Call for Papers: A Call for Articles on AMTE’s Standards for Preparing Teachers of Mathematics Use of Technology in K-12

“The Association of Mathematics Teacher Educators released the Standards for Preparing Teachers of Mathematics (SPTM; amte.net/standards) in 2017. To generate guidance as to how to apply teaching of mathematics with technology, a call for manuscripts is being extended by Contemporary Issues in Technology and Mathematics Teacher Education (CITE-Math). The following quote from the SPTM illustrates how important preservice teacher (PST) preparation can be:

Well-prepared beginners are able to guide students in exploring how technology can be used to explore patterns, shape, transformations, and sequences. Technology can assist one in making connections between multiple representations, and it can help students communicate their mathematical ideas to their classmates. Well-prepared beginning teachers are particularly prepared to use “mathematical action technologies” (p. 125).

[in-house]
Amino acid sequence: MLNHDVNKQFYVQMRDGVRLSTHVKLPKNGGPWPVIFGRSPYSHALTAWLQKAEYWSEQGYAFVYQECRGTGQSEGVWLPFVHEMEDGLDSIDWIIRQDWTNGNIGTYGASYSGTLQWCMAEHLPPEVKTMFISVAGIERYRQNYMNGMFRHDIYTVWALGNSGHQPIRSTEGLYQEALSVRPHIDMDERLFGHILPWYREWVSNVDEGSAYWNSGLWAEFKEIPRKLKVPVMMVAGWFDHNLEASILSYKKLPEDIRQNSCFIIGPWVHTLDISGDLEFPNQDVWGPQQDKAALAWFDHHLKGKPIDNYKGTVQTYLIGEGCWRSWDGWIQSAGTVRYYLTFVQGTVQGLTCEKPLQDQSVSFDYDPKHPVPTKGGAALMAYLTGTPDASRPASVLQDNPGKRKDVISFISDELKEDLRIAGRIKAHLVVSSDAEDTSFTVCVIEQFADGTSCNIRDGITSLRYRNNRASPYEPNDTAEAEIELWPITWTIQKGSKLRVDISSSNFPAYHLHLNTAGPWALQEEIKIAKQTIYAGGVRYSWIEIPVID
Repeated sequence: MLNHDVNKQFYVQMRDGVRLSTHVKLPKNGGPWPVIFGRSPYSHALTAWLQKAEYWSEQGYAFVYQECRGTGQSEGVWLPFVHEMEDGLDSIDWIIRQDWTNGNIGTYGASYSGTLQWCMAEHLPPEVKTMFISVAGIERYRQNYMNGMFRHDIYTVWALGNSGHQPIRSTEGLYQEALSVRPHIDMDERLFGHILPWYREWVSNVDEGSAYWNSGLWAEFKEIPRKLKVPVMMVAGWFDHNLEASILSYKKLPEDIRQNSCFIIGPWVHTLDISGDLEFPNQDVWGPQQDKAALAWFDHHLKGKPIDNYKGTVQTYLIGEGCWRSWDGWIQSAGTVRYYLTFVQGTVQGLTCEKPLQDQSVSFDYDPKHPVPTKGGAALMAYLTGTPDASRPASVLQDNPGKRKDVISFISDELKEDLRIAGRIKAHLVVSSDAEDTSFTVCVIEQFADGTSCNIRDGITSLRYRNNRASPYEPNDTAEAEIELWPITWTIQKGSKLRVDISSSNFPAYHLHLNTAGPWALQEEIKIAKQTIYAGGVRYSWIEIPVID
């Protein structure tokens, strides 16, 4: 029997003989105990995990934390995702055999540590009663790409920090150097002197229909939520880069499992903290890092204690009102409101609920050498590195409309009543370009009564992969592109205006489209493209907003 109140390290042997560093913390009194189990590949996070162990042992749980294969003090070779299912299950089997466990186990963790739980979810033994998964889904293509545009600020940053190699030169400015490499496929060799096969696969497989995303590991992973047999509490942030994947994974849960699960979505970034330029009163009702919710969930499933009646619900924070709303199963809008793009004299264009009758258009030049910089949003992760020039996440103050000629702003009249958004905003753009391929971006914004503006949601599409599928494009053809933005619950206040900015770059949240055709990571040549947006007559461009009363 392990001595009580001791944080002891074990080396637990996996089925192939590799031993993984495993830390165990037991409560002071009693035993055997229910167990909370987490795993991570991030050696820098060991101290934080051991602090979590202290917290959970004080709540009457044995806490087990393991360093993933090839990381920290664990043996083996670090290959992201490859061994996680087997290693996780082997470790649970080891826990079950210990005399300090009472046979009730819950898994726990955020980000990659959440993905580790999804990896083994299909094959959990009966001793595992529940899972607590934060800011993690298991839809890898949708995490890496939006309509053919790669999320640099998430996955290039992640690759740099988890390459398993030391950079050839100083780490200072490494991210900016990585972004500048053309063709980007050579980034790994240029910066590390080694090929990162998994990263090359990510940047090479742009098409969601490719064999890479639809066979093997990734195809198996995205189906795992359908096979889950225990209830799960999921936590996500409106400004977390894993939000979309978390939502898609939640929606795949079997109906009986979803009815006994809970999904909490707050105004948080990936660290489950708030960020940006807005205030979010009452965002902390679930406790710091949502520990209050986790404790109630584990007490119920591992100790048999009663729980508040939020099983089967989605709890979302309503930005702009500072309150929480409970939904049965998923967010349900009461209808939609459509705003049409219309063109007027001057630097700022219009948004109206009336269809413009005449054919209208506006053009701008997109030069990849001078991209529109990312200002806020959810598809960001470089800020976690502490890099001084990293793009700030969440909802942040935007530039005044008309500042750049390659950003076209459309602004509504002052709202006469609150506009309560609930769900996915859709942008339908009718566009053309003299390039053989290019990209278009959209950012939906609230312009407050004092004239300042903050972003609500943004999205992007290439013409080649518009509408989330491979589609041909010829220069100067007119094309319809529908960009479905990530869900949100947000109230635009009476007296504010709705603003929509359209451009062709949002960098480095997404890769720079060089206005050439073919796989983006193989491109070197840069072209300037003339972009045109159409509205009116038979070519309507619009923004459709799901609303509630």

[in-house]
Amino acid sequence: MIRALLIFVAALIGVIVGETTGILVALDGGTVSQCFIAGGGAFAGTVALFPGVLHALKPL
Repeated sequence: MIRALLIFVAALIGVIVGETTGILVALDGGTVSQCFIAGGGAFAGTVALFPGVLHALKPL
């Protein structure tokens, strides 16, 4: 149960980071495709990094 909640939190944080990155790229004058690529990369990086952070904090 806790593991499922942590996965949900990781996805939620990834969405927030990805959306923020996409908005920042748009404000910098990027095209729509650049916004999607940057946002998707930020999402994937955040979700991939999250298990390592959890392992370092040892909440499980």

Technology use is not to be taken lightly in building a healthy mathematics identity for all students. Mathematical reasoning and sense making is essential in students’ knowing and doing of mathematics. Teachers need to know when to support students’ learning needs with the use of technology. To understand appropriate design and implementation of technology, one must understand how mathematics learning takes place when using these tools. “These are powerful tools for doing mathematics that will be a part of the lives of the students they teach” (p. 125). This claim applies to elementary and middle levels of mathematics education as well as high school.

Being mindful of teaching techniques in intentionally designed technology can help change the teaching of mathematics into a joyful and purposeful activity while reinforcing effective teaching practices, promoted by the National Council of Teachers of Mathematics (NCTM) and AMTE through their SPTM. First, one must start with a well-defined goal, then look for visual, interactive patterns to help in making predictable relationships that support mathematical sense making.”

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